JL: One of her kids is responsible for the death of her other child—her only son, her youngest baby—and she feels responsible, and she’s showing up at her daughter’s wedding. I couldn’t do it.
AH: I could not talk to Debra Winger!

JL: I couldn’t either because I’m so blown away by her genius—and she couldn’t care less that everyone worships her and that she’s a genius, and I’m thinking, like, Debra! But you had her all to yourself. You guys did some work!
AH: I was so intimidated. In terms of me, I did nothing. I just felt stupid and dull. Not that she made me feel this way, but she would say these things, and I was struck dumb. I don’t want to know what Debra must have thought. We had a nice chat afterward, where I was able to talk more, but on set I just felt as if my tongue got cut off.

JL: You were relentless. I’d watch Debra’s face when you were talking, and I’d think, Oh God, Annie, f--king stop. She is warning you.
AH: Kym hangs in there longer with the painful stuff, more than anyone I’ve ever met, to get to that kernel, core, center of truth. A lot of it is magic, and that’s the infuriating part, because sometimes she’s insightful and brilliant, and other times she’s...she’s like the Energizer Bunny of me.

JL: I think you would have a really fun time teaching my 7th and 8th grade drama class—or be in it.
AH: I’d actually want to do that.

JL: It’s so much fun. Would you want to do the teaching part or the participating part or both?
AH: Both. I think it would be fun to teach them and have them teach me.

JL: You seem to be a hopeful person—focused and hopeful.
AH: Yeah, that’s something Kate Hudson and I have in common—that level of focus and nerdiness. She and I were doing press for Bride Wars, and we were talking about weddings. And the fact is I am not a girly girl. I’m missing that part of me. Kate’s a girly girl, very in touch with her feminine side. So, I was talking about this character in Bride Wars, who is what I imagine to be the ultimate girly girl, and I had never gotten to do that. And Kate looked at me in disbelief: “You made The Princess Diaries. That is the girliest movie ever!” And I said yes, but from my view as the 17-slash-18-year-old girl playing that role: Here’s a girl who’s facing huge responsibility she’s not ready for, but she’s a goal-oriented person. For me, it was always that coming-of-age part—great psychological storytelling. She was a good character who was more complicated than just a girl who wanted to be pretty.

JL: I liked Ella Enchanted. It was a great lesson for all people.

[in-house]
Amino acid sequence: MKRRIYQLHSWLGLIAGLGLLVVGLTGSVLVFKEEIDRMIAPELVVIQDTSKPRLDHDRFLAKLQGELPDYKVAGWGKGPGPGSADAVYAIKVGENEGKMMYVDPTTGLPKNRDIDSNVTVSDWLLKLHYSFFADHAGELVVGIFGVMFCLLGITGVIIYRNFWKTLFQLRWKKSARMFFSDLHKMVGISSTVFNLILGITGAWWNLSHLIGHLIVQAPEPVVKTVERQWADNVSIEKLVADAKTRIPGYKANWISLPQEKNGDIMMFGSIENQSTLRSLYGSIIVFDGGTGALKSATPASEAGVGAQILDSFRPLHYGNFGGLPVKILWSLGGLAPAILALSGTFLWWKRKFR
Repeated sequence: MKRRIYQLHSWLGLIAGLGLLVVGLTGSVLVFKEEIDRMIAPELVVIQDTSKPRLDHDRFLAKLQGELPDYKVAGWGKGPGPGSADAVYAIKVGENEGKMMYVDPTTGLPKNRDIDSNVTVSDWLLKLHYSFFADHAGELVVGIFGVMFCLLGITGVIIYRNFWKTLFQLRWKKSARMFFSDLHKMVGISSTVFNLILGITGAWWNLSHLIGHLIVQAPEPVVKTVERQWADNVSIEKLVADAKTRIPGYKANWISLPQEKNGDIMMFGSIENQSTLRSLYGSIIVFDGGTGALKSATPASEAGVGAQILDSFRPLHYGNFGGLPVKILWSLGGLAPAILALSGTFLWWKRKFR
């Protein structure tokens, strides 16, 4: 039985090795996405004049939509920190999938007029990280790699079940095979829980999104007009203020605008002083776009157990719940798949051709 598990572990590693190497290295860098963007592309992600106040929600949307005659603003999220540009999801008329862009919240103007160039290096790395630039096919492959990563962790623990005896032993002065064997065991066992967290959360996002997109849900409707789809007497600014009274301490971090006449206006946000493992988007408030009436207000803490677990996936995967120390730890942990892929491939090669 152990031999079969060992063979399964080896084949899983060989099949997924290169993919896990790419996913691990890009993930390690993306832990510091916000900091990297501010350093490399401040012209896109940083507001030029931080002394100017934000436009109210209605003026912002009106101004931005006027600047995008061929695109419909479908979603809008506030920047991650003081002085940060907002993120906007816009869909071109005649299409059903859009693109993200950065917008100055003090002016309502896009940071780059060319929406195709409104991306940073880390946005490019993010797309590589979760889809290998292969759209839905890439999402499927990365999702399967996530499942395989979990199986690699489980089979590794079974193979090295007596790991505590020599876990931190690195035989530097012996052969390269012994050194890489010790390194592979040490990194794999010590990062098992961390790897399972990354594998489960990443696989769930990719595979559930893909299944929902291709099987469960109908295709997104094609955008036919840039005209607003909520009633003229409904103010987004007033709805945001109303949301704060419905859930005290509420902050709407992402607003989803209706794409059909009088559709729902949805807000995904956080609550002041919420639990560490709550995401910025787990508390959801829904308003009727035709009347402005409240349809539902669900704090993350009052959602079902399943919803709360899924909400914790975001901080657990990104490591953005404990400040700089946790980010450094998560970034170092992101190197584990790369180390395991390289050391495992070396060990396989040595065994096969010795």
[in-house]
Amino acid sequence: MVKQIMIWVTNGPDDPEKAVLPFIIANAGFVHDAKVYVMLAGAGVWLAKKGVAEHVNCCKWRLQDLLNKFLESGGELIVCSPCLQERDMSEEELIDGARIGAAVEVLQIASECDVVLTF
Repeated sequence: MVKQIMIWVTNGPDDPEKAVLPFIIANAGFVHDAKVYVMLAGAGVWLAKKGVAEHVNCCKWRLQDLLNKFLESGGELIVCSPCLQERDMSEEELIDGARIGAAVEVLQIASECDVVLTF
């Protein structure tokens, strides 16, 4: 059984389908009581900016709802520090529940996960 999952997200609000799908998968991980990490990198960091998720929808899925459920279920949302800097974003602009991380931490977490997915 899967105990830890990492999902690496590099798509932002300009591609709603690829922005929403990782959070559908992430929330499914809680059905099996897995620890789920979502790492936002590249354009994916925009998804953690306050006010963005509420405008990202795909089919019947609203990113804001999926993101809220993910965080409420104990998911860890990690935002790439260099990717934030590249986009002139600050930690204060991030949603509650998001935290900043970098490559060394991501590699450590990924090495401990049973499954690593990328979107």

AH: I’m acting too much in that one. In the beginning, I’m trying too hard to be, you know, tough. If I had just relaxed a little bit. Actually, it’s funny, because David Frankel, who directed The Devil Wears Prada—wait, there’s a whole genesis to this. Basically, I was their first choice, and I said, “I’m just gonna hang back, and please come to me when you’re done with the script.” So they finished the script, and Meryl Streep got on board, and suddenly it was, “Is Reese Witherspoon available?” I went from being first choice, deal in hand, to having to wait for seven girls to turn down the part before it came to me. I was sick with worry.

At my initial meeting with David for Devil Wears Prada—he wanted me for the role, and I don’t know why, because I wasn’t quite myself at that time in my life—he said, “I just love you in that Princess Diaries movie.” I kind of thought he was just blowing smoke up my ass, and I said, “Oh, thank you very much. It was a big honor to get to do it.” I didn’t realize he was paying me a sincere compliment. But he added, “Then I saw Ella Enchanted. What happened?” So I told him how there was so much offscreen drama in my life. All of a sudden, I was shocked into opening up about it, and he said, “Yeah, I totally got that. You were so free in Princess Diaries, and you didn’t have that in Ella Enchanted

JL: It was a great lesson.
AH: Well, the thing I like about it is what’s going to free us from our belief that we’re compelled to do certain things, fated to do certain things, cursed into doing things, is actually what’s going to make us stronger. What I loved about it is not our own will but our desire to protect other people. To protect love, to protect other people—that is actually the transcendent emotion.